Kid-Weirs:The English Evidence

In 1803, Abraham Ogden wrote that he was going to "Brush Pile" the channel of Wood Creek as was done in England. It is not clear whether he had seen these systems applied in England, or had merely heard them described.

Schematics of brushweir in EnglandCertainly anyone who had traveled to England in that period, with an interest in the methods used to improve river navigation, would have encountered the concept. This construction was called a "kid-weir" in England, and is mentioned in records dating back as far as the year 1316. Generally it is not unlike that described by Ogden for Wood Creek; bundles of twigs laid on the river bottom, saplings woven across, and sharpened stakes driven through this mat into the river bed, securing the whole in place.

The diagram at the left, based on several sites excavated by British archeologists, illustrates the structure of an English kid-weir. Note the use of pins stuck through holes in the tops of the long stakes to hold the brush mats in place.

Because of the great time depth of this technique in England, many more opportunities for archeological preservation of these structures occur, and the following pictures illustrate some of these. Until we find remains of Ogden's brushpiling at Lock #4 in Wood Creek, we have to satisfy ourselves with these images from across the Atlantic.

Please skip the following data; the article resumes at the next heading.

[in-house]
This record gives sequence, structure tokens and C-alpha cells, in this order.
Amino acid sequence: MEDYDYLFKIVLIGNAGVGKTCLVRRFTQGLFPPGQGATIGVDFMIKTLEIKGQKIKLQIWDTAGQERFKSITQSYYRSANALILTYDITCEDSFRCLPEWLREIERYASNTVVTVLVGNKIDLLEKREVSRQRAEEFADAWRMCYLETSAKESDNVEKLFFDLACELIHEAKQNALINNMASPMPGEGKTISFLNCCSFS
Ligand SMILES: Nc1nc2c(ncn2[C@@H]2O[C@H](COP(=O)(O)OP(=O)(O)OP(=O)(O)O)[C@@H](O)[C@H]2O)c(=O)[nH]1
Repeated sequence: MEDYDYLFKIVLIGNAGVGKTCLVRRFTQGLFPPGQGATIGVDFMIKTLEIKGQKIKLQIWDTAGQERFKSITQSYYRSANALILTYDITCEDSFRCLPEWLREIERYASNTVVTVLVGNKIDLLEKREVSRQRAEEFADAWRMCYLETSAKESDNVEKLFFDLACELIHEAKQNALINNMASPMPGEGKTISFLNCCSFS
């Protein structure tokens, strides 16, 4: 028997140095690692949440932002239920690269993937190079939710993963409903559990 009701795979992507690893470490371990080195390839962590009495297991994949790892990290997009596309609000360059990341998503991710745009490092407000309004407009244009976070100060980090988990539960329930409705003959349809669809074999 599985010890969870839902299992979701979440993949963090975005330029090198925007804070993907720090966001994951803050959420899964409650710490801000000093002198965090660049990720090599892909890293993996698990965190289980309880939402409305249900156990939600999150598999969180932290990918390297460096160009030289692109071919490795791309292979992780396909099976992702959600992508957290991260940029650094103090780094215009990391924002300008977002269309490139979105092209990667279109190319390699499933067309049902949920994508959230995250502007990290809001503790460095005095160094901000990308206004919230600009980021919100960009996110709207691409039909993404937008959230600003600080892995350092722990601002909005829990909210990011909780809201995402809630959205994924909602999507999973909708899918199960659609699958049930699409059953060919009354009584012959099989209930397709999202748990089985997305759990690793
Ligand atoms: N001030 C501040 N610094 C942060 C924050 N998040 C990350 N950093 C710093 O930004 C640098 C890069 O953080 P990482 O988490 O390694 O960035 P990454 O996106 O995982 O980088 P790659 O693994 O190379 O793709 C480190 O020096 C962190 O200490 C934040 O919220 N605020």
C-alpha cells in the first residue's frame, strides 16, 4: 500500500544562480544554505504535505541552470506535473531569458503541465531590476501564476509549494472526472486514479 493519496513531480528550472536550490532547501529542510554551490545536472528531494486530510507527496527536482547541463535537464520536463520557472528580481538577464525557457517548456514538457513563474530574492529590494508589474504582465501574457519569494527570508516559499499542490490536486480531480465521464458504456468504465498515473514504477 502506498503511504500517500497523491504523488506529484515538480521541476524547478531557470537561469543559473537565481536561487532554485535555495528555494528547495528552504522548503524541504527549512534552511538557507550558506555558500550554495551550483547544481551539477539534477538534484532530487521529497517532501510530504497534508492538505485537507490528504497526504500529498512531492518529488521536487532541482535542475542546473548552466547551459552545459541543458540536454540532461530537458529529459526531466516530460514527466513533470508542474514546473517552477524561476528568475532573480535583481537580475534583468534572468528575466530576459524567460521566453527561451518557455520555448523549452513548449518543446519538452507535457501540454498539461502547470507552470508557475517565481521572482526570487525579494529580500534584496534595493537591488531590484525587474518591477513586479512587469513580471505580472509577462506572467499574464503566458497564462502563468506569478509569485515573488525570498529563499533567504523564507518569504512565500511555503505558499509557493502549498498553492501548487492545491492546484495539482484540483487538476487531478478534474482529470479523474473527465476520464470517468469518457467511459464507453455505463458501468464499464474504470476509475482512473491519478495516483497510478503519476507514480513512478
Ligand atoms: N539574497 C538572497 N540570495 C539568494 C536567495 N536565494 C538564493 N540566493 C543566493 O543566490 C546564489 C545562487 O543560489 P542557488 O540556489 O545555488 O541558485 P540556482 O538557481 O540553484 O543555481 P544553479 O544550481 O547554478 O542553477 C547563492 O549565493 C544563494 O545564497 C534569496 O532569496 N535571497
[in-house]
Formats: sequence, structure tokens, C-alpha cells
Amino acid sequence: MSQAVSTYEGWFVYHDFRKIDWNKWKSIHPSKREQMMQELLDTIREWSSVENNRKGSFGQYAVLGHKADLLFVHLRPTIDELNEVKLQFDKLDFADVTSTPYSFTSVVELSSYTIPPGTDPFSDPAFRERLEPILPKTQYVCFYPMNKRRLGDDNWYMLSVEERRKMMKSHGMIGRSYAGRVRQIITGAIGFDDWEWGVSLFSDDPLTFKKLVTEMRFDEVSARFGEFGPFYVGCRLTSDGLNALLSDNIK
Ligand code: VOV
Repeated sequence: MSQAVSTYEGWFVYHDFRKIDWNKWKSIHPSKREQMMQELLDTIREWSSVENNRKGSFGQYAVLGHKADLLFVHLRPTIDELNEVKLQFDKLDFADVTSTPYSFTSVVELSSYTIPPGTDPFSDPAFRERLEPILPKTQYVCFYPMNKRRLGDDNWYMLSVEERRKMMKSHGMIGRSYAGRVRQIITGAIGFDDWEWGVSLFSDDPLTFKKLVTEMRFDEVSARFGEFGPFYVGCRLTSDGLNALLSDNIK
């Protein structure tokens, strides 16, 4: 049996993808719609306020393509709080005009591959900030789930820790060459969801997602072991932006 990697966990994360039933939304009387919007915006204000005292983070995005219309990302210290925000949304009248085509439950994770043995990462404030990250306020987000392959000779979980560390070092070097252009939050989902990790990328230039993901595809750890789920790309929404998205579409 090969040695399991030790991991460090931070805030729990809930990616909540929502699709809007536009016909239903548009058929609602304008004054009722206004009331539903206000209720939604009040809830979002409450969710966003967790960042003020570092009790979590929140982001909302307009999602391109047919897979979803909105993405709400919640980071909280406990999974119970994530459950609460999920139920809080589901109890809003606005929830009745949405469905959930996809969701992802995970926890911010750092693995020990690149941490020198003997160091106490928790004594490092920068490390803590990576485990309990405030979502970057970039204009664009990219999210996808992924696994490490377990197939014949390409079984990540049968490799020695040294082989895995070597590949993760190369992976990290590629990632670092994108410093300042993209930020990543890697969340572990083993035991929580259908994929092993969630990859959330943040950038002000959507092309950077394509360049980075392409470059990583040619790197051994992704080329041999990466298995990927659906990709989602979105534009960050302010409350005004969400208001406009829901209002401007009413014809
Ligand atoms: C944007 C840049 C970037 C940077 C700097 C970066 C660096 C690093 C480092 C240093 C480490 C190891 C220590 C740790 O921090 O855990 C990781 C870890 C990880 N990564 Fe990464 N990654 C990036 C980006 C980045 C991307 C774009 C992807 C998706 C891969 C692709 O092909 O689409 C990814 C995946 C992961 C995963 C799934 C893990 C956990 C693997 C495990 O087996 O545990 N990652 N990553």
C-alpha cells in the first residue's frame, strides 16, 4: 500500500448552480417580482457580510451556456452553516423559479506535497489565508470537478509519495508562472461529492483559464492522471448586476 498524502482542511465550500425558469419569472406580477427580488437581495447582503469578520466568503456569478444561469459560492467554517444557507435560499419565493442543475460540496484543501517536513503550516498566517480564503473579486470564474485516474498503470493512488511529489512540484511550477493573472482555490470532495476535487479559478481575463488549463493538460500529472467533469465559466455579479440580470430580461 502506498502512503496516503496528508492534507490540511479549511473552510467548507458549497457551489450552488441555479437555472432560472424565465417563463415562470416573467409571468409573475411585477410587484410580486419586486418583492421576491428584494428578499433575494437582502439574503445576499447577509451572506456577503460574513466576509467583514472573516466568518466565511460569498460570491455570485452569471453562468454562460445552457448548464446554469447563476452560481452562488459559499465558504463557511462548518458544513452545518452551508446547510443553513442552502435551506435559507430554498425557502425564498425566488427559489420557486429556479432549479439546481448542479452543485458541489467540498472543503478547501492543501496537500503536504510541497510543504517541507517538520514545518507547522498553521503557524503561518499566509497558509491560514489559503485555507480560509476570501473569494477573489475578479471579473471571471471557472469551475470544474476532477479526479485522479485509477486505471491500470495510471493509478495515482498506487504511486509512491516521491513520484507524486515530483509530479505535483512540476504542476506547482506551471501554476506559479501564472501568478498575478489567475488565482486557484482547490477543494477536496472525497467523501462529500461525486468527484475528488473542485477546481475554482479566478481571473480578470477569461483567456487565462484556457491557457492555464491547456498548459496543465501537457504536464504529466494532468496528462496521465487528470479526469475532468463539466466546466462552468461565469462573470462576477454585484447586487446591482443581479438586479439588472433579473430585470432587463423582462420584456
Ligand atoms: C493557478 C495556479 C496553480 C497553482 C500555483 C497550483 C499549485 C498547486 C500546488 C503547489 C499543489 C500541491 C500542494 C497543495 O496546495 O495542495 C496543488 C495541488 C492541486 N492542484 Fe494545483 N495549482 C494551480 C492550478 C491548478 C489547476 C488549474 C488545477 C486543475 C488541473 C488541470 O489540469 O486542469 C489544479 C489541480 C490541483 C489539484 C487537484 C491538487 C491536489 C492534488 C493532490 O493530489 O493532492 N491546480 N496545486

An excavated brushweir site in England

The photograph at right is of kid-weir excavated at Holme Pierrepont. A radiocarbon date of AD 1445-1675 was obtained for the brush. The upper portion of the structure had rotted away, but the still intact lower portion, buried some 170cms below the surface and 84cms below the water table, reveals a pattern we might well expect for Ogden's brushpiled section of Wood Creek.

One can see the woven bundles of brush and the long split oak stakes driven into the mat from above. Recalling Ogden's statement:

I would then cover this bottom so deep with long slim Brush about one foot thick after which I would have Piles such as I could handily drive with a Commander say about six inches through and four or five feet long... These Piles I would drive over the whole bed of the Creek so covered with Brush at about three or four feet distance each way.

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